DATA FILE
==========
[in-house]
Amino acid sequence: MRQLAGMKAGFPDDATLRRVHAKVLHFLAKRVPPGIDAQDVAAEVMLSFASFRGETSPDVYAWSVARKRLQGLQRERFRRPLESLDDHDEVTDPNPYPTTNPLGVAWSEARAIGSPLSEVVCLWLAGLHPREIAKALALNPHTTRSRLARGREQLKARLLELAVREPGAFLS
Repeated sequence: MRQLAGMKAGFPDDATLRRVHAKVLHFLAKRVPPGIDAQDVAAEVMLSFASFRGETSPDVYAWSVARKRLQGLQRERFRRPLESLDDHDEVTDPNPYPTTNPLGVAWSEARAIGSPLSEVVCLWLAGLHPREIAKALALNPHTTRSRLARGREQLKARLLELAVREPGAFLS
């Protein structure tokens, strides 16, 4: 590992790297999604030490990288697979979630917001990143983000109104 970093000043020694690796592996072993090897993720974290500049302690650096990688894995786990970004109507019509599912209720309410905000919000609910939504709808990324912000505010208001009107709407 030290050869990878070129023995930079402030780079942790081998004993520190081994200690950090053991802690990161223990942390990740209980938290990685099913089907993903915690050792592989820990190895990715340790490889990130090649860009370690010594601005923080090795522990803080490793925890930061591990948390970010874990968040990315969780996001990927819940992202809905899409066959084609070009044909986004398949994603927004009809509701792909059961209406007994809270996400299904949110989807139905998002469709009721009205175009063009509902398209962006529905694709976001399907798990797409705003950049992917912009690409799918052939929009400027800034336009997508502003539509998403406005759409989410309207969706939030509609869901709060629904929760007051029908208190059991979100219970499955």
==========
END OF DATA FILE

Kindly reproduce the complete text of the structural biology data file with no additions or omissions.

[in-house]
Amino acid sequence: MRQLAGMKAGFPDDATLRRVHAKVLHFLAKRVPPGIDAQDVAAEVMLSFASFRGETSPDVYAWSVARKRLQGLQRERFRRPLESLDDHDEVTDPNPYPTTNPLGVAWSEARAIGSPLSEVVCLWLAGLHPREIAKALALNPHTTRSRLARGREQLKARLLELAVREPGAFLS
Repeated sequence: MRQLAGMKAGFPDDATLRRVHAKVLHFLAKRVPPGIDAQDVAAEVMLSFASFRGETSPDVYAWSVARKRLQGLQRERFRRPLESLDDHDEVTDPNPYPTTNPLGVAWSEARAIGSPLSEVVCLWLAGLHPREIAKALALNPHTTRSRLARGREQLKARLLELAVREPGAFLS
């Protein structure tokens, strides 16, 4: 590992790297999604030490990288697979979630917001990143983000109104 970093000043020694690796592996072993090897993720974290500049302690650096990688894995786990970004109507019509599912209720309410905000919000609910939504709808990324912000505010208001009107709407 030290050869990878070129023995930079402030780079942790081998004993520190081994200690950090053991802690990161223990942390990740209980938290990685099913089907993903915690050792592989820990190895990715340790490889990130090649860009370690010594601005923080090795522990803080490793925890930061591990948390970010874990968040990315969780996001990927819940992202809905899409066959084609070009044909986004398949994603927004009809509701792909059961209406007994809270996400299904949110989807139905998002469709009721009205175009063009509902398209962006529905694709976001399907798990797409705003950049992917912009690409799918052939929009400027800034336009997508502003539509998403406005759409989410309207969706939030509609869901709060629904929760007051029908208190059991979100219970499955």